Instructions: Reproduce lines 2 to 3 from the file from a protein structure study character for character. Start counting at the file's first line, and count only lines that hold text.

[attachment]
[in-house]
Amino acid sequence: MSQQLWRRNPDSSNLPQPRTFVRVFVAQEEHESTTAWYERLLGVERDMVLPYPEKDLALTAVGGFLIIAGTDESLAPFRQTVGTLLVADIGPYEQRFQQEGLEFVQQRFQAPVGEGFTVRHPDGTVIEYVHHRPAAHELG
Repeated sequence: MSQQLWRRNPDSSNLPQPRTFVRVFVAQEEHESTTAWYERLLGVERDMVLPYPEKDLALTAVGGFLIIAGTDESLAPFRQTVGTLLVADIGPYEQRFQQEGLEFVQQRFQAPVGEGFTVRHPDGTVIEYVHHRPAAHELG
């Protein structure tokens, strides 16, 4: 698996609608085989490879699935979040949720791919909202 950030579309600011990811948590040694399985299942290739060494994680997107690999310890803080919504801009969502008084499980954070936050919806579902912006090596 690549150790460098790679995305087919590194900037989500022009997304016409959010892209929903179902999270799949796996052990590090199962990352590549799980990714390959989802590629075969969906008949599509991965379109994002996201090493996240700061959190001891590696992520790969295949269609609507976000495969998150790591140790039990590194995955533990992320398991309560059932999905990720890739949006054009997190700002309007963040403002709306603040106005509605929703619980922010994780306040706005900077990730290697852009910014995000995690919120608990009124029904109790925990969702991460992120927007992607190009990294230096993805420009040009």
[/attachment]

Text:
Amino acid sequence: MSQQLWRRNPDSSNLPQPRTFVRVFVAQEEHESTTAWYERLLGVERDMVLPYPEKDLALTAVGGFLIIAGTDESLAPFRQTVGTLLVADIGPYEQRFQQEGLEFVQQRFQAPVGEGFTVRHPDGTVIEYVHHRPAAHELG
Repeated sequence: MSQQLWRRNPDSSNLPQPRTFVRVFVAQEEHESTTAWYERLLGVERDMVLPYPEKDLALTAVGGFLIIAGTDESLAPFRQTVGTLLVADIGPYEQRFQQEGLEFVQQRFQAPVGEGFTVRHPDGTVIEYVHHRPAAHELG